This document, prepared in a joint partnership by the Australian Library and Information Association (ALIA) Schools and the Victorian Catholic Teacher Librarians (VCTL), aims to support schools in their self reflection. The information gathered would contribute to a self reflection report. In addition, the document provides a valuable strategy to use in the ongoing monitoring of the school’s improvement plans.
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This document is an evidence-based guide for the development of public library services in Australia. It uses the National and State Libraries Australasia (NSLA) annual collation of state and territory statistics as its evidence base, and builds on the earlier work on standards and guidelines carried out by the State Libraries of New South Wales and Queensland.
Internet access in public libraries has become a core offering, providing equity of access for people without the benefit of a PC at home, and the demand from library users has been on a consistently upward trend for more than a decade.
The responses to the 2011 survey suggested that, while library managers were doing their best to meet this demand within the limits of their resources, these resources were becoming over-stretched and there were concerns about their ability to maintain service levels in the future
This survey of internet access in public libraries covers 41 per cent of public libraries across Australia. Library services which participated in the survey represent almost 6 million registered users and over 77 000 people access internet services in these libraries each week.
This report is a follow-up to a similar survey in 2002 and provides up-to-date information on how public library internet services are being managed, delivered and used.
The purpose of this national early literacy framework and strategy for Australian public libraries is to define the special role of public libraries in early literacy; to raise the profile of the important role that public libraries play in pre-school learning both internally (with library staff) and externally, with the public, government and especially funding bodies; to gain formal recognition from government and other agencies providing early childhood support and services, resulting in the inclusion of public library representatives in high level state, territory and local government p
The ALIA Australian Public Library Alliance (APLA) is the peak body for public libraries in Australia. Our committee comprises the chair of every state-based public library association, a senior representative from the ACT, Northern Territory and Tasmanian library services, and expert members. We represent 94% of all the 1500 public libraries across Australia through membership subscription.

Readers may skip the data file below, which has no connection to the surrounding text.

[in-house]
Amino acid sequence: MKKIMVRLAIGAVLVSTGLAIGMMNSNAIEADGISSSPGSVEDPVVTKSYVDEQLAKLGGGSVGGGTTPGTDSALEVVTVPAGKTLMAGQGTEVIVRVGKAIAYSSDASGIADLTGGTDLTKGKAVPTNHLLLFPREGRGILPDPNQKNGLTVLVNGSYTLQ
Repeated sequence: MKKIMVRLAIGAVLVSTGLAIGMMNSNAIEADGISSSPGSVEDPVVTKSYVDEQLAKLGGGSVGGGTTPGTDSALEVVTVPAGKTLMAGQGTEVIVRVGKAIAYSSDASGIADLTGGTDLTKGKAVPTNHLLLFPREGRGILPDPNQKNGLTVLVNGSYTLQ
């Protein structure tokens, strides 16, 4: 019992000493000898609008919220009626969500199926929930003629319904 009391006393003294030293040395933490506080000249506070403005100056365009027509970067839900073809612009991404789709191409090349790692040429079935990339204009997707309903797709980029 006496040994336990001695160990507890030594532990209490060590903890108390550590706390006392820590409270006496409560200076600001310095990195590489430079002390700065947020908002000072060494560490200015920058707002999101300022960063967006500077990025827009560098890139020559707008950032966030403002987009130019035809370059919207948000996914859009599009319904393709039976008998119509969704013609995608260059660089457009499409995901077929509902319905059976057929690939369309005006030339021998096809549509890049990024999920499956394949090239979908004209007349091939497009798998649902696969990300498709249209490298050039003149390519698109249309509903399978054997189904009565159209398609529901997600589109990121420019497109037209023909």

An environmental scan of Australian Library and Information Studies (LIS) research was undertaken focusing on the period 2005–2013.
This was in response to a brief from ALIA that sought such an analysis to inform its decisions in relation to content of a future research agenda, support, advocacy, and future funding.
All of the ALIA members want to know what the future holds for library and information services. Of course, it is impossible to predict in exact terms, but using global trends, early indicators and futurist thinking to develop themes can guide the discussion about where it might be headed. For the purpose of this discussion paper, ALIA has looked at the broad role of library and information services, and specific circumstances relating to school, public, academic and special libraries, and collecting institutions.
This document summarises how people who work in the library and information field want the new Australian Government to engage with library and information services during its term of office. In the run up to the federal election, we will be lobbying for The Library and Information Agenda – four themes and 10 items which we believe are essential for promoting literacy, enabling citizens to be well informed, supporting socially inclusive communities and contributing to the success of Australia as a knowledgebased economy.
This summary for the library and information includes the defunding of the Get Ready program; consolidation of back office functions of collection agencies; enchancing online safety for children; Australian Insitute for Teachng and School Leadership funding; university fees; community heritage program; Medical Research Future fund; industry skills fund; restart programme to encourage the employment of older Australians.